Coronavirus and the Limits of Economics

SYDNEY, AUSTRALIA – MARCH 9: A monitor displays an Intensive Care patient’s vital signs in the Intensive Care Unit at the Royal North Shore Hospital March 9, 2007 in Sydney, Australia. Each year, around 148,000 people are admitted to Intensive Care Units (ICU’s) across Australia and New Zealand with 86% of adults and 97% of children surviving after being admitted. ICU teams care for people who are critically ill with major illnesses, and injuries such as heart attack, pneumonia, stroke, traffic accidents, burns, trauma, organ transplant and complicated surgery. The Intensive Care Foundation will in April hold an appeal to raise money and community awareness of the work achieved in ICU’s across Australasia. (Photo by Ian Waldie/Getty Images)

Sanjay Reddy in Foreign Policy:

The coronavirus pandemic has dramatically disrupted the everyday social and economic patterns of societies around the world. Economists have focused on its economic impact and on what central banks and governments should do in response to an unusual simultaneous disruption of both supply and demand. There is consensus that governments will have to support businesses and workers who are losing income—or risk dangerous knock-on effects on banks and the real economy—and find a way to finance these expenditures. There is also an urgent need to ramp up the production of essential commodities such as ventilators, gloves, and masks; to provide hospital beds; and to ensure that required personnel can themselves turn up for work. Despite disruption to supply chains and restrictions on the population, essential goods and basic services must be provided, firms must be kept from going bankrupt, and employment and incomes must be maintained.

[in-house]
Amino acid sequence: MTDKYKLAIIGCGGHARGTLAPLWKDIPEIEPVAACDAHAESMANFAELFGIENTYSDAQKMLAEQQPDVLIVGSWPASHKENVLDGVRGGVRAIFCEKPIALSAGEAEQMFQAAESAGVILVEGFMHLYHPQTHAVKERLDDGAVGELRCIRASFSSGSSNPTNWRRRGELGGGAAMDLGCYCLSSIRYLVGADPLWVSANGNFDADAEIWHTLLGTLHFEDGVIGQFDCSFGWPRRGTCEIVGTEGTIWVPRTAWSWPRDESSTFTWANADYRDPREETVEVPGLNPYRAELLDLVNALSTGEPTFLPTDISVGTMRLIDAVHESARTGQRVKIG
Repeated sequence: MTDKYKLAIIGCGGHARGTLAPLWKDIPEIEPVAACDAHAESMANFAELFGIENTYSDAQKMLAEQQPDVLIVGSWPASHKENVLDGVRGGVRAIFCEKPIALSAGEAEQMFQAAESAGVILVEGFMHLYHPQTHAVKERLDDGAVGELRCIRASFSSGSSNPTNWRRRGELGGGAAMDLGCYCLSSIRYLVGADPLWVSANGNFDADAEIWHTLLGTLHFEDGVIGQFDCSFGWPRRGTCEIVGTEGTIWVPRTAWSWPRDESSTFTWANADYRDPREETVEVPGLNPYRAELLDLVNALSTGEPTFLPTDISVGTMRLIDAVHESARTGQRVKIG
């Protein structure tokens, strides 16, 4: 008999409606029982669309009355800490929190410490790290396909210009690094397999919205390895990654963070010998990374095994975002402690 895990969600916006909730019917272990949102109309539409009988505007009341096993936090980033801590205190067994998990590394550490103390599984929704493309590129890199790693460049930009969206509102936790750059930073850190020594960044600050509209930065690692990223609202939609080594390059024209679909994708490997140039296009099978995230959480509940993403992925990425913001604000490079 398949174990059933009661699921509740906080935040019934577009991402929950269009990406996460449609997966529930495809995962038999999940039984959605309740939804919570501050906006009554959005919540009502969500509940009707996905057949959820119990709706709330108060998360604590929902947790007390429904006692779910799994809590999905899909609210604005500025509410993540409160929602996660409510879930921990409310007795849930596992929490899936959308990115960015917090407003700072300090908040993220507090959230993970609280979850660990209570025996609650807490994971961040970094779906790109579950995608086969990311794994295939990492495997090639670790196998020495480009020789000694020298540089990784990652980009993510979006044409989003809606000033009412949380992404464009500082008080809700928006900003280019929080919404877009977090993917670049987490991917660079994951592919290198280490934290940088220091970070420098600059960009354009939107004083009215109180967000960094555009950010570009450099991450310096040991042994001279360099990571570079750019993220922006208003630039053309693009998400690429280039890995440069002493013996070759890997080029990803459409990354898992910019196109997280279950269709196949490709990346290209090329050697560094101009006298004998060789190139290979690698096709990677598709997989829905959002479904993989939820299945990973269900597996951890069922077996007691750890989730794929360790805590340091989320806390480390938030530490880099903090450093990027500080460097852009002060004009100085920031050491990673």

These circumstances raise fundamental questions about the role of the market and the public sector in doing what is needed on the required scale and with sufficient speed. Some economic thinkers are rightly attacking these problems with urgency. But addressing such practical ends also calls for us to rethink more basic economic ideas. The economics discipline has provided the most influential framework for thinking about public policies, but it has proved inadequate, both in preparing for the current emergency and for dealing with it. The pandemic underlines the necessity for a rethinking of our received ideas about economics and points in some directions that this rethinking should take.

More here.